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## variation on clay specific gravity theme

### Mary Klotz on wed 4 feb 98

how about a formula for determining, from a green/dry piece, and from bisque,
how much wet clay went into it? (I have a bowl I really like, there should be
a way I can weigh it, perform a calculation, and then come up with the amount
of wet clay to start with to do a same size piece.)

Mary
foresthrt@aol.com

### Cindy on thu 5 feb 98

Mary,

You don't have to go to that much trouble. Besides, it wouldn't help. Your
throwing style may be to make thinner or thicker pieces. Ask your clay
supplier (or figure out on your own--I don't know how to do this, BTW) how
percentage of shrinkage (12.5% in my case, and that's pretty average for
stoneware). Be sure to measure the width at the lip and also the height of
the bowl. Then experiment. I find I use about 400 grams to make a 6-7"
rounded bowl, if that helps, but of course, my bowls may be thinner than
you like. It doesn't take much experimentation to arrive at an answer to a
question like this. Just dive in.

Earthen Vessels
Custer, SD
USA

> ----------------------------Original message----------------------------
> how about a formula for determining, from a green/dry piece, and from
bisque,
> how much wet clay went into it? (I have a bowl I really like, there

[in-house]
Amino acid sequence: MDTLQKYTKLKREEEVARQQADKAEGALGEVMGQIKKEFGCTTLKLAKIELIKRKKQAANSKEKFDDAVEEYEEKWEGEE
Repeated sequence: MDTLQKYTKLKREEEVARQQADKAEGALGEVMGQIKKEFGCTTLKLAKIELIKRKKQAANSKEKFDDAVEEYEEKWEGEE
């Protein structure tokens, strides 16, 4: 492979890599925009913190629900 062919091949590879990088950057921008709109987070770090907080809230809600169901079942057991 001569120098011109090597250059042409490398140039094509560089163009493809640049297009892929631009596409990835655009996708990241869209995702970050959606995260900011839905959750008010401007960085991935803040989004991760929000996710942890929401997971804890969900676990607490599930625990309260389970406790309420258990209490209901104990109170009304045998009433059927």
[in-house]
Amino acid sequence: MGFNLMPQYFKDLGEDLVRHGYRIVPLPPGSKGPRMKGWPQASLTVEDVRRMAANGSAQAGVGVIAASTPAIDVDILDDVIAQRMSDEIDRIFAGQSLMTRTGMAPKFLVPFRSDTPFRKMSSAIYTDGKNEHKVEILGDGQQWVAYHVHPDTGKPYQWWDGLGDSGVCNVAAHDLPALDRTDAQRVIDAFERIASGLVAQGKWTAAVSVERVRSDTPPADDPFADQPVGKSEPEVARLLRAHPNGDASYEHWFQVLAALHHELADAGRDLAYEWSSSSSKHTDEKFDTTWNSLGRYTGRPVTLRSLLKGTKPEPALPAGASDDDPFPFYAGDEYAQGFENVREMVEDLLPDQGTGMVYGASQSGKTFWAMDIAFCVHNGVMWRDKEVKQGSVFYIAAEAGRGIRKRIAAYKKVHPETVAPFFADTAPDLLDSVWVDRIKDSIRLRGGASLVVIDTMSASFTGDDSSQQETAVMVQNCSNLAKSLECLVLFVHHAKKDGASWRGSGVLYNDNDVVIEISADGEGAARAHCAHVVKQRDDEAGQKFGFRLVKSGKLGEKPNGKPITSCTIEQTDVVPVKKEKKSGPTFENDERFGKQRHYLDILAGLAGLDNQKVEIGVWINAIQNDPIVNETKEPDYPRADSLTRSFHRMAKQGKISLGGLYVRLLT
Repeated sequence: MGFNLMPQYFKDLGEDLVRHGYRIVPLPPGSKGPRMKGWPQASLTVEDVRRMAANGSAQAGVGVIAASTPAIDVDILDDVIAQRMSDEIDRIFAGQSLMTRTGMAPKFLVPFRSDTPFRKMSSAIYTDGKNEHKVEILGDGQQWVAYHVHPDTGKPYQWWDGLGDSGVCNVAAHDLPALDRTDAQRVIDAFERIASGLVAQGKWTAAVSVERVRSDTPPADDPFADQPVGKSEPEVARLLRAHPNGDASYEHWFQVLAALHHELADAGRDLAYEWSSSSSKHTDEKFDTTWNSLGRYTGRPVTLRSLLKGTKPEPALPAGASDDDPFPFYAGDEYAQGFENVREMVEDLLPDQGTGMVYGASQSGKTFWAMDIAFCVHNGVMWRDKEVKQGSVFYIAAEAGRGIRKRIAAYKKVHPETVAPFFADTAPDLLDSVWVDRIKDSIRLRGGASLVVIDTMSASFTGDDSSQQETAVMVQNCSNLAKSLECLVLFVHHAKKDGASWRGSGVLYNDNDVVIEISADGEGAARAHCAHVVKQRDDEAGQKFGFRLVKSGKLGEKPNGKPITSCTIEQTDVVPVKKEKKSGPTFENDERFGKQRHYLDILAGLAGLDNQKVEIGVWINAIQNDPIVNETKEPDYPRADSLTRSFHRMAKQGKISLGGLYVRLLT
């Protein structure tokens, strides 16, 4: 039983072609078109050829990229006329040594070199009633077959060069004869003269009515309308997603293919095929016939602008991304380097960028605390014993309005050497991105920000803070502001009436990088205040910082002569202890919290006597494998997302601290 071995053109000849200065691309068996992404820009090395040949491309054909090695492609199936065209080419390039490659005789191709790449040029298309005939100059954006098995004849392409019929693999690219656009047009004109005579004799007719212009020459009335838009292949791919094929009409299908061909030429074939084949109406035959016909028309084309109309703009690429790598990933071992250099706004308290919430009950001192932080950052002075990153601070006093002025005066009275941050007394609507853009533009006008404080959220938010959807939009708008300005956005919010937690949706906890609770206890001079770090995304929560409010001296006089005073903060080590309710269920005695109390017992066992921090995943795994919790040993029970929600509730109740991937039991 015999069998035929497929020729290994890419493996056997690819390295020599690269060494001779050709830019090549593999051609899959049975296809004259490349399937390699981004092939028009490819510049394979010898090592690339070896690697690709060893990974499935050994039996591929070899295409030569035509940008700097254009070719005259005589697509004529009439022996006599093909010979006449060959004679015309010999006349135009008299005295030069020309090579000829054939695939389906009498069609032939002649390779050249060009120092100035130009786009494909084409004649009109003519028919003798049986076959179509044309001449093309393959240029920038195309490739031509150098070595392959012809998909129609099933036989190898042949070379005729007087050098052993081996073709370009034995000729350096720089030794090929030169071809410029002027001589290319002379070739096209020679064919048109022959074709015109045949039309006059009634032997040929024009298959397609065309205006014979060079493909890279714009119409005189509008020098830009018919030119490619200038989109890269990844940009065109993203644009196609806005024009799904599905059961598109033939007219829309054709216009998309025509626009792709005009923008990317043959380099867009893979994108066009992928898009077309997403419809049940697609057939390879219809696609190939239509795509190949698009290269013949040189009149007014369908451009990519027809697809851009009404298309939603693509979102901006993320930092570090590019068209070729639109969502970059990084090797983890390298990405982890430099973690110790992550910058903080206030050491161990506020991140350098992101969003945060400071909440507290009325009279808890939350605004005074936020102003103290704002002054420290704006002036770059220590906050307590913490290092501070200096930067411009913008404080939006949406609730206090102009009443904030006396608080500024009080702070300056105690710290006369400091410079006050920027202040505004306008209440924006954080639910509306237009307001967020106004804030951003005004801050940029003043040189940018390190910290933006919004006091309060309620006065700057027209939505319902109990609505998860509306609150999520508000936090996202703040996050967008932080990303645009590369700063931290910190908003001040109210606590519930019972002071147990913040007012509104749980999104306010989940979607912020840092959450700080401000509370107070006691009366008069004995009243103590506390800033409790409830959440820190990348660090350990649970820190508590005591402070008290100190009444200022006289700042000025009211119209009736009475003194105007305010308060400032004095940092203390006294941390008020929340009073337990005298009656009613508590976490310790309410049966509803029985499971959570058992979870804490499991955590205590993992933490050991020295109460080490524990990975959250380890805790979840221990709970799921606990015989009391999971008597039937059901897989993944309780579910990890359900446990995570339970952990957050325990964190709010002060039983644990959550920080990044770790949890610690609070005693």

should be
> a way I can weigh it, perform a calculation, and then come up with the
amount
> of wet clay to start with to do a same size piece.)
>
> Mary
> foresthrt@aol.com

### Jim Horvitz on thu 5 feb 98

Mary You can get your answer by working backwards. Weigh a piece when it is
first thrown (wet). Then bisque and fire it . Weigh it (dry) and devide the
results (wet)/(dry). Use this as a factor to determine the amount of wet clay
a finished piece require. Weight of a finished piece times factor equals
weight wet clay needed. This will give you a good approximation. Calculation
for green ware can be done the same way. Jim Horvitz Rancho Mirage Ca.

### Mary Klotz on fri 6 feb 98

>You don't have to go to that much trouble. Besides, it wouldn't help. Your
>throwing style may be to make thinner or thicker pieces. Ask your clay
>supplier (or figure out on your own--I don't know how to do this, BTW) how
>percentage of shrinkage (12.5% in my case, and that's pretty average for
>stoneware). Be sure to measure the width at the lip and also the height of
>the bowl. Then experiment. I find I use about 400 grams to make a 6-7"
>rounded bowl, if that helps

I have a starting point chart that gives approximate amounts of wet clay
needed to make various sorts of thrown pieces, and I've made my own shrinkage
rules on the computer. I thought that if I had a piece I had made, and wanted
to make another like it, there ought to be some way to extrapolate from the
finished or bisque piece how much wet clay is was when it was born. Aware
that not all clays are pugged to the same firmness= have different water
contents, and an extra allowance must be added for trimming, so admittedly it
would be a rough figure, but I'd rather be able to weigh the few finished